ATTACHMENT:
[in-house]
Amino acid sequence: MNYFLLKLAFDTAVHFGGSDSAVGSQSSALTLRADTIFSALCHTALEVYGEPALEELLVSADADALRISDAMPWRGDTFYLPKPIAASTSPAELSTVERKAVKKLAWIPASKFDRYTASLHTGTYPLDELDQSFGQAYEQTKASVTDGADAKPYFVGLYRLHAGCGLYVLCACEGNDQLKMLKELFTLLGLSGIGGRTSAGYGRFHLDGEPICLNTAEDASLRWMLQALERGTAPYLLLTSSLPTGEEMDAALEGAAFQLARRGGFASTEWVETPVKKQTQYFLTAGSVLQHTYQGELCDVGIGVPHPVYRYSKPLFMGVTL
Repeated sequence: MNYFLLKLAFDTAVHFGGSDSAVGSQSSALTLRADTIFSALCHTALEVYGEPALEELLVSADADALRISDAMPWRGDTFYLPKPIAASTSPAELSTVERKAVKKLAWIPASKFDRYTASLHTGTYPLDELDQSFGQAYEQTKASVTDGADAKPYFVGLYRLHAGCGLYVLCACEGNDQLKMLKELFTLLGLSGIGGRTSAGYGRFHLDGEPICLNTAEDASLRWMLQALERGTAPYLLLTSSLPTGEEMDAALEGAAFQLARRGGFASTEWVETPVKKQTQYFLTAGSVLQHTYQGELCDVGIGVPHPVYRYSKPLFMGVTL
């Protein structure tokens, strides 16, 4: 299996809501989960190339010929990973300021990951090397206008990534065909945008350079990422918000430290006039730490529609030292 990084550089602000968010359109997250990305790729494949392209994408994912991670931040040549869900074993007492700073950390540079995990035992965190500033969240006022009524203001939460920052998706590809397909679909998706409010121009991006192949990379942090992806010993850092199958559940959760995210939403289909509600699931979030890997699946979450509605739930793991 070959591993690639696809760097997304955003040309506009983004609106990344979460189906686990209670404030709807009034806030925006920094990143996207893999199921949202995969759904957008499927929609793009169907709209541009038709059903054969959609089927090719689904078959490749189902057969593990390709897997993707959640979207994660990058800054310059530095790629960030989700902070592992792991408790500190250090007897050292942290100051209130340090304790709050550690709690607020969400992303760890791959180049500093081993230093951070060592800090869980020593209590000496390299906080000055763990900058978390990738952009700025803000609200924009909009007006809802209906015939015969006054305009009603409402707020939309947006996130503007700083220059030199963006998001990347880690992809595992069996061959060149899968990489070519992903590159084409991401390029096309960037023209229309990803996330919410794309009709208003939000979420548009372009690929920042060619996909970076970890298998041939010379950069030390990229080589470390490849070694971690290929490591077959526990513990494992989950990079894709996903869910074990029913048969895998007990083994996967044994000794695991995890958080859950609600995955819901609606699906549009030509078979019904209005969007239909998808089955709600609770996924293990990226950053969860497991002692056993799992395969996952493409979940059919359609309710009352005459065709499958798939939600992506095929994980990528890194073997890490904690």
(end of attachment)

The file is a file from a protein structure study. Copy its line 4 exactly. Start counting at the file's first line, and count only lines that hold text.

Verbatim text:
């Protein structure tokens, strides 16, 4: 299996809501989960190339010929990973300021990951090397206008990534065909945008350079990422918000430290006039730490529609030292 990084550089602000968010359109997250990305790729494949392209994408994912991670931040040549869900074993007492700073950390540079995990035992965190500033969240006022009524203001939460920052998706590809397909679909998706409010121009991006192949990379942090992806010993850092199958559940959760995210939403289909509600699931979030890997699946979450509605739930793991 070959591993690639696809760097997304955003040309506009983004609106990344979460189906686990209670404030709807009034806030925006920094990143996207893999199921949202995969759904957008499927929609793009169907709209541009038709059903054969959609089927090719689904078959490749189902057969593990390709897997993707959640979207994660990058800054310059530095790629960030989700902070592992792991408790500190250090007897050292942290100051209130340090304790709050550690709690607020969400992303760890791959180049500093081993230093951070060592800090869980020593209590000496390299906080000055763990900058978390990738952009700025803000609200924009909009007006809802209906015939015969006054305009009603409402707020939309947006996130503007700083220059030199963006998001990347880690992809595992069996061959060149899968990489070519992903590159084409991401390029096309960037023209229309990803996330919410794309009709208003939000979420548009372009690929920042060619996909970076970890298998041939010379950069030390990229080589470390490849070694971690290929490591077959526990513990494992989950990079894709996903869910074990029913048969895998007990083994996967044994000794695991995890958080859950609600995955819901609606699906549009030509078979019904209005969007239909998808089955709600609770996924293990990226950053969860497991002692056993799992395969996952493409979940059919359609309710009352005459065709499958798939939600992506095929994980990528890194073997890490904690």